A Tourist Crashed a Drone Into the Roof of One of Rome's Most Historic Buildings — How it Happened

"Fortunately, there were no repercussions, no one was hurt, and the roof of Palazzo Venezia was not damaged."

A tourist crashed a drone onto the roof of a 15th-century building in Rome known for its history as the site of dictator Benito Mussolini's speeches.

The Argentinian tourist crashed the drone onto the roof of the historic Palazzo Venezia at about 7 p.m. on April 23, CNN reported on Thursday, citing the Carabinieri police.

Carabinieri Captain Matteo Alborghetti told the network the tourist "was probably unaware of the ban on drone overflight" over Rome and the Vatican, adding that, "Fortunately, there were no repercussions, no one was hurt, and the roof of Palazzo Venezia was not damaged."

Following the incident, Italian officials seized the drone while the network reported the tourist may risk criminal prosecution.

The building, which sits just off the famous Piazza Navona, served as the residence of popes, cardinals, and ambassadors for centuries before being used by Mussolini to address gathered crowds. Now, the building functions as a museum where visitors can walk through history.

Exterior of the Palazzo di Venezia museum with church dome in the foreground.
The Palazzo di Venezia. Eye Ubiquitous/Getty Images

Drones may produce some amazing photos and videos, but they aren't permitted everywhere. In the United States, for example, the Federal Aviation Administration regulates when people can fly drones and where.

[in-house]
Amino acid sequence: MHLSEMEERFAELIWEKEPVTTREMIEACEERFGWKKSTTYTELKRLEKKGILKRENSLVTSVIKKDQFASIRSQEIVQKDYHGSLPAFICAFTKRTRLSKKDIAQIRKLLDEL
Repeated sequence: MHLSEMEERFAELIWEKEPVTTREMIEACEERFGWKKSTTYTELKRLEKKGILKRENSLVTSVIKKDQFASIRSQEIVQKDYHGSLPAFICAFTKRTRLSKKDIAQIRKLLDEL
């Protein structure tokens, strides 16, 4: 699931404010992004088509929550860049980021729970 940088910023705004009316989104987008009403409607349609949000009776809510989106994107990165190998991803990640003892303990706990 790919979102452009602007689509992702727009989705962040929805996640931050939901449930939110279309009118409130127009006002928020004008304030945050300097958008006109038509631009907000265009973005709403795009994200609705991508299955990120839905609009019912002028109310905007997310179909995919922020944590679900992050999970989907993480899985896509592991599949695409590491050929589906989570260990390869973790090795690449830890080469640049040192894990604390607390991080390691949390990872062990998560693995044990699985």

And if someone is planning to travel with a drone, there are a whole other set of rules to consider like taking out the batteries and checking local flying rules for your destination. In Italy, that means people cannot fly drones above a populated area, at night, or within 5 kilometers of an airport, according to DJI.

While a drone may not be the best way to see Rome, travelers won't regret a stroll through nearby Via del Governo Vecchio with its vintage shops, aperitivo bars, and — of course — plenty of pizza and gelato spots.

And getting to Italy is easy with flights available on new Italian flag carrier ITA Airways as well as on business class-only airline La Compagnie, which launched a new nonstop route between Milan and New York this month.

Alison Fox is a contributing writer for Travel + Leisure. When she's not in New York City, she likes to spend her time at the beach or exploring new destinations and hopes to visit every country in the world. Follow her adventures on Instagram.

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